Death Valley Part Deux

3 April 2012 in Memories, Trails/Hiking, Traveling

 

Ridge WalkingAwakening early and refreshed from a half day of leisure we headed over to the Mesquite Sand Dunes after breakfast. When we pulled into the parking lot we were surprised by its proximity to our campground. We could have actually seen it sitting at our camper, but it must have blended in amongst the varied desert palette.

Exiting the truck we walked fifty feet or so before we were treading deep, soft sand. We coincidentally had coincided our visit with a tour group and after hearing the guide state that all were free to remove their shoes at any time we promptly removed ours. The sand we amazingly fine, soft and cool between our toes. It felt so good to trod about this sculpted gallery of sand free of shoes and socks.

Beautiful DesertIn front of us, spanning from left to right were increasingly tall ridges of sand. If you removed the mountains in the distance you’d have you’re standard “lost in the Sahara Desert” scene from any number of movies. The dunes were finely carved by wind which picks up sand from the surrounding mountains and deposits it in this valley, and several others in the surrounding area. We would later hear from a ranger that on really windy days you could literally see the sand being carried in swirling and then drop like rain over the dunes.

Among several dunes there was one pinnacle that stood dramatically taller than the rest. So we made our way over and along several ridges towards this apex. Along the way we saw several tracks in the sand – from lizards to kangaroo rats (picture a mouse with giant hind legs like a kangaroo) to kit foxes which are dwarfed foxes about the size of a house cat. We also saw cracked and hardened beds peeking out between the dunes like a long covered patio of mortared flat stones. These we would later learn are the last remaining remnants of an ancient lake bed which is slowly being covered by sand.

Dan on Top of the WorldTrudging our way up, slowly through the sometimes ankle deep sand we made our way to the top. Here, about two hundred feet up we were afforded a wonderful view of the surrounding dunes. The curved ridges of sand were like the spines of sleeping dinosaurs. They lay beautifully sprawling out for miles. While we took in the view from atop this gorgeous perch we overheard the tour guide we had been shadowing state that it was a blast to run down the steepest side of this towering dune. Never one to shine away from a blast I secured my personal belongings and bounded down the dune. Midway down my feet were sinking in near knee deep in the soft sand and my speed had picked up substantially. It felt as though my steps were long bounds into the inviting cushion of sand. The impact was almost non-existent. At the bottom I promptly planted both feet to stop.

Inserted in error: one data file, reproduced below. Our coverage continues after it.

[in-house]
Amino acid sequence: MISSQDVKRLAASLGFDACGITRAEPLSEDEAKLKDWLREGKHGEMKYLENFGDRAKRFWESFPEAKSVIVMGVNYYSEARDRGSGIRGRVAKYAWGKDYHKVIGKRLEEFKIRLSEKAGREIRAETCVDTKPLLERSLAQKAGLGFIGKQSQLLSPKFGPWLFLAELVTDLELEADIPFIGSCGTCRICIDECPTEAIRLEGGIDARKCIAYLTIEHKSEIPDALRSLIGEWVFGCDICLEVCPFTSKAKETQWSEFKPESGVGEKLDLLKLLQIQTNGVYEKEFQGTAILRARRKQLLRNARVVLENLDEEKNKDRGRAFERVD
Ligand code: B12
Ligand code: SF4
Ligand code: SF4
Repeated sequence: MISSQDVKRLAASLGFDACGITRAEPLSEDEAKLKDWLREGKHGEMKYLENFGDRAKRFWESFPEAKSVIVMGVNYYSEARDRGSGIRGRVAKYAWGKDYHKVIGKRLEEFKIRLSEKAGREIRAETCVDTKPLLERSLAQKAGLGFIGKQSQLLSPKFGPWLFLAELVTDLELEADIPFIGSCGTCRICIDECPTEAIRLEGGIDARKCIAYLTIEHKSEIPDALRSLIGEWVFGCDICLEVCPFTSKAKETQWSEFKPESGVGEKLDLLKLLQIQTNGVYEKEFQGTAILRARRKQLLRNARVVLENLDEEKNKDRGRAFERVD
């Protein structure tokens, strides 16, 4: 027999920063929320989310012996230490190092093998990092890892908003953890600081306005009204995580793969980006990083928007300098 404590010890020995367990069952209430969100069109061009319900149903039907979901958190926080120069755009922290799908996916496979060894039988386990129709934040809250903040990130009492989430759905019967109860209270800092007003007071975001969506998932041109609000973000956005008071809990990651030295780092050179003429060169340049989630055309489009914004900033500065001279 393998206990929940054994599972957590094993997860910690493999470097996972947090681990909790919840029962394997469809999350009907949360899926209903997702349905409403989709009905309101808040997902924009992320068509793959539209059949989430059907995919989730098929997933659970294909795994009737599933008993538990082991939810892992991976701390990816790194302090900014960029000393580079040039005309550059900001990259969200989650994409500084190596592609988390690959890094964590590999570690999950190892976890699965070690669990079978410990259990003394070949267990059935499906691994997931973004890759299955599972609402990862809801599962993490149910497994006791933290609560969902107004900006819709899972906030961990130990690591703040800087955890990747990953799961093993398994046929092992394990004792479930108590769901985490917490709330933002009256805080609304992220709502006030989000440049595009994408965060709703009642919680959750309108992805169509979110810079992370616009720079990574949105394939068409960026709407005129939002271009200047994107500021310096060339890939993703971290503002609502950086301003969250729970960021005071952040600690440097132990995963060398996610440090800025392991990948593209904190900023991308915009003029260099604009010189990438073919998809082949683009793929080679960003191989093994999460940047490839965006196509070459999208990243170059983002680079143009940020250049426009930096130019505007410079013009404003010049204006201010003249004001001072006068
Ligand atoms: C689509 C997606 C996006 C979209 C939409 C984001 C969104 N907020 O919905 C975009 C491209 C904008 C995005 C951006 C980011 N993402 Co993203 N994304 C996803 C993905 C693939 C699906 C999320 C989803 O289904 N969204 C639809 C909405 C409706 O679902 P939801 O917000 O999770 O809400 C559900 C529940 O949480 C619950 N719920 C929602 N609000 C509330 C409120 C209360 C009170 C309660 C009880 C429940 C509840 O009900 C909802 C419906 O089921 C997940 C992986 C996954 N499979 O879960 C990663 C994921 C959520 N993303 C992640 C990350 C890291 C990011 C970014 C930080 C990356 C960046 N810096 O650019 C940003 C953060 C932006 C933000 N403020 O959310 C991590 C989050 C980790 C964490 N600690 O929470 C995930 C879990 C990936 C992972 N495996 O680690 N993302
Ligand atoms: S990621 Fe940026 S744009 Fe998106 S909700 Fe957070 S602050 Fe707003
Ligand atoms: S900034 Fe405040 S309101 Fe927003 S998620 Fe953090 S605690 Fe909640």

Hiking back Lindsay would try a few smaller hills at a slower speed. Her knee had been acting up here and there after hiking so she didn’t want to risk being laid up with a sore knee for the rest of our stay. One of the last small dunes I barreled down had the soft sand I was accustomed to at the top, but toward the bottom it hardened and threw off my strides. I ended up crashing down face first with a mouthful of sand.

After swinging back into home base and relocating to the non-hookup (and cheaper) portion of the campground we had a little lunch and then headed back out. This time our destination was Mosiac Canyon. A long gravel road led up to the entrance of a slot canyon set in the mountains.

From a distance the surrounding mountains appear loose and rough, like long abandoned massive piles of gravel, sand and various quarry materials left to harden and erode in the sun. But to our surprise, upon entering this canyon we were greeted by a layered cake of sorts consisting of marbleized limestone as smooth as a kitchen counter, sandstone, and this very strange mixture of a mud like substance sprinkled with varying sized chunks of rock. It was very weird at points you could see three distinct layers – the top containing large chunks of rock, the middle medium sized chunks and the bottom fine chucks. And there was a very, very distinct delineation between the three. All through the canyon were these strange pilings and layerings of different rock. It was almost as though some giant had taken a little bit of this and a little bit of that and dropped it down letting it roll, slide and layer.

In all of our travels we have never seen anything quite like this. We gathered from reading a few signs later that this layering effect is do to a combination of flash flooding, ancient volcanic activity, and movement in the fault line below.

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